Learn more about the Wellstar Genetic Risk Assessment program.
Ovarian Cancer TreatmentWomen with ovarian cancer are referred to a gynecologic oncologist to manage all aspects of their care. Treatment may include surgery, HIPEC, chemotherapy, targeted therapy, immunotherapy, or radiation therapy in rare cases. We offer gynecologic oncology clinical trials through the Wellstar Research Institute, which is affiliated with Mayo Clinic and NRG Oncology.
Ovarian Cancer SurgeryOur gynecologic oncologists recommend evidence-based treatment paths so patients have a chance for the best possible outcomes. It is typical for women with ovarian cancer to have surgery first, followed by chemotherapy or chemotherapy combined with targeted therapy, depending on personal factors. Our gynecologic oncologists offer world-class technology and treatments, including robotic, laparoscopic and non-laparoscopic surgery. Procedures to remove ovarian cancer include:
- Fertility-sparing surgery. This option is for women who still want to have children and have early-stage ovarian cancer. Our physicians may be able to offer fertility-sparing procedures for ovarian cancer when it is medically safe to do so. In one procedure, only the affected ovary is removed. If both ovaries have cancer, they are removed but the uterus can stay intact for pregnancy with frozen or donor embryos or eggs.
- Primary surgical management. This treatment option for ovarian cancer includes the removal of both ovaries, both fallopian tubes and typically also hysterectomy (removal of the uterus). At the time of surgery, comprehensive staging is performed to determine how far the cancer has spread. This is a process called “staging.” This includes removal of abdominal tissue called the omentum as well as pelvic and paraaortic lymph nodes. At the time of surgery, the goal is to remove all visible cancer. Our gynecologic oncologists utilize the most advanced surgical techniques available to achieve optimal cytoreduction — or removal of all visible tumors.
- Cytoreductive Surgery Combined with HIPEC. This is for women whose ovarian cancer has spread throughout the abdominal cavity. This type of procedure is performed by highly specialized cancer surgeons and uses a combination of heat and chemotherapy administered during surgery. In specific cases, HIPEC can be beneficial for patients over surgery alone, thus offering improved outcomes.
Systemic therapies & clinical trialsChemotherapy is the use of drugs given by mouth or injection to destroy cancer cells. It can be used to assist in the cure of cancer patients or to prolong life or the quality of life. Adjuvant chemotherapy is administered after surgery in certain circumstances when the patient is at high risk for recurrence.
- Chemotherapy, a drug delivered in our state-of-the-art infusion centers, kills fast-growing cancer cells. It is often used in patients with ovarian cancer after surgery to kill any cancer cells that remain. There are also effective regimens to aid in the prevention of the cancer coming back, or to slow its return.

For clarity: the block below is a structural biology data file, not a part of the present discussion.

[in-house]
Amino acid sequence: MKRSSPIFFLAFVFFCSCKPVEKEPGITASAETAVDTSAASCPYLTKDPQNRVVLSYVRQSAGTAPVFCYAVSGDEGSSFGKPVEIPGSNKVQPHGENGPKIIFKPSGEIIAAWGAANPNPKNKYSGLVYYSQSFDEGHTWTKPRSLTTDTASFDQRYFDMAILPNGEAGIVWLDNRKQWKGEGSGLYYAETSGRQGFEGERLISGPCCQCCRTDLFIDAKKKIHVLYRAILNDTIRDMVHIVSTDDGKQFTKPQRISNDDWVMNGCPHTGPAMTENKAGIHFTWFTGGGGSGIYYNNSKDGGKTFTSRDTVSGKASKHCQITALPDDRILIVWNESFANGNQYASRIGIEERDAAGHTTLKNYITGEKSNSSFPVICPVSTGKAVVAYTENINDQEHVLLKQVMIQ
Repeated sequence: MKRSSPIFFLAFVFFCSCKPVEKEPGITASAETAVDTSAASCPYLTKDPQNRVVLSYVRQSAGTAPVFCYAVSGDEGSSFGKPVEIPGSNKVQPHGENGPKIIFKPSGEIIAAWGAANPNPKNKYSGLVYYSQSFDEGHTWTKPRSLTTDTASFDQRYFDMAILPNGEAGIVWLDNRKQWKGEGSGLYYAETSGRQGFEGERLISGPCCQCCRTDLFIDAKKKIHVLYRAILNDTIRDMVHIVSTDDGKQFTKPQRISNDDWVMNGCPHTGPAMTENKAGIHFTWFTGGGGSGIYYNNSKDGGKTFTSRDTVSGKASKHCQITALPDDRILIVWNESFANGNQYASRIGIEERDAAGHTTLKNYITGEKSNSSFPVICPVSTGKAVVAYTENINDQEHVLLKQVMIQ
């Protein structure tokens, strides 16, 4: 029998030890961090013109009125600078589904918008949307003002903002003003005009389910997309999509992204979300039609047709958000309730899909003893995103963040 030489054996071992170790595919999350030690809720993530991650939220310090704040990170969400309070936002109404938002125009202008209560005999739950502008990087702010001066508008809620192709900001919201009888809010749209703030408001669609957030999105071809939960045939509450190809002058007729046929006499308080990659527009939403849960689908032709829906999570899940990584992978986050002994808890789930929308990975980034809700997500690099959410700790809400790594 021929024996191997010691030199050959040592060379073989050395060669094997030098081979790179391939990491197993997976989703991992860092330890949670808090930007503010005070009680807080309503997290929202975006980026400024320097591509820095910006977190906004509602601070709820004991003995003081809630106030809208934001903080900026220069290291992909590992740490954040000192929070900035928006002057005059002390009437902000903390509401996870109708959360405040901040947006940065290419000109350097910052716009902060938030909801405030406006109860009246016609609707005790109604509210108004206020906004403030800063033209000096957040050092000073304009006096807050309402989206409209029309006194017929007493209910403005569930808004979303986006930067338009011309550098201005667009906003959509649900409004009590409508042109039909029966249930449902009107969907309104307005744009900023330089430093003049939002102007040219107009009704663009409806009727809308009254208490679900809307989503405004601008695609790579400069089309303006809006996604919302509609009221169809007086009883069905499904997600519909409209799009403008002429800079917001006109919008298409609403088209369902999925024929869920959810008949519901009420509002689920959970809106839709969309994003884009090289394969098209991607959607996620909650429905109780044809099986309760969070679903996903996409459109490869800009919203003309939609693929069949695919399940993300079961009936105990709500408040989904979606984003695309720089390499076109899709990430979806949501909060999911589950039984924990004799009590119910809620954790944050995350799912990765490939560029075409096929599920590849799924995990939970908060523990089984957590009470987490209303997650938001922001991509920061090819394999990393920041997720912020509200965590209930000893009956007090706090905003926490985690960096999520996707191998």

- Targeted therapy is the hallmark of personalized medicine. These drugs have been developed to target specific genes in the cancer's DNA. Molecular testing on the tumor removed during surgery is performed by pathologists to determine whether specific targeted therapies may be effective.
- Immunotherapy gives a person’s immune system a boost so it can better recognize and fight the cancer.
- Clinical trials of ovarian cancer treatments are available for patients who are eligible, depending on various factors. In recent years, the Wellstar Research Institute has participated in clinical trials that have led to the approval of immunotherapy for gynecological cancers.
Medical oncologists at Wellstar believe in a personalized approach to ovarian cancer therapy—often guided by the genetics of the cancer and the condition of the patient.
Support services for women with ovarian cancer
Women with ovarian cancer have access to a full range of support services, coordinated by a Wellstar nurse navigator who specializes in gynecological cancers.
Our patients with ovarian cancer find it helpful to participate in cancer support groups. These support groups offer a safe and supportive space to learn from others and share your experiences to stay emotionally and physically healthy.
Women with ovarian cancer often have guidance from cancer support team members through all aspects of a diagnosis, treatment and care. Depending on a person’s individual needs, a support team may include:
- Nurse navigators, who bring a highly personalized level of guidance and support to each patient and their family members
- Genetic counselors to look for hereditary factors that may affect the best treatment for you and your family
- Palliative care specialists to help manage ovarian cancer-related symptoms
- Physical therapists, who specialize in pelvic floor or lymphedema therapy
- Financial counselors to provide help navigating financial programs
- Oncology social workers, who provide strategies to empower and improve the quality of life for people with cancer
- Registered oncology dietitians, who help patients maximize nutritional status before, during and after treatment
- Psychologists and psychiatrists, who help patients cope with the emotional side of cancer and treatment side effects
Every member of your personalized care team at Wellstar is here to help you face cancer with confidence.
Learn more about our support services for people with cancer.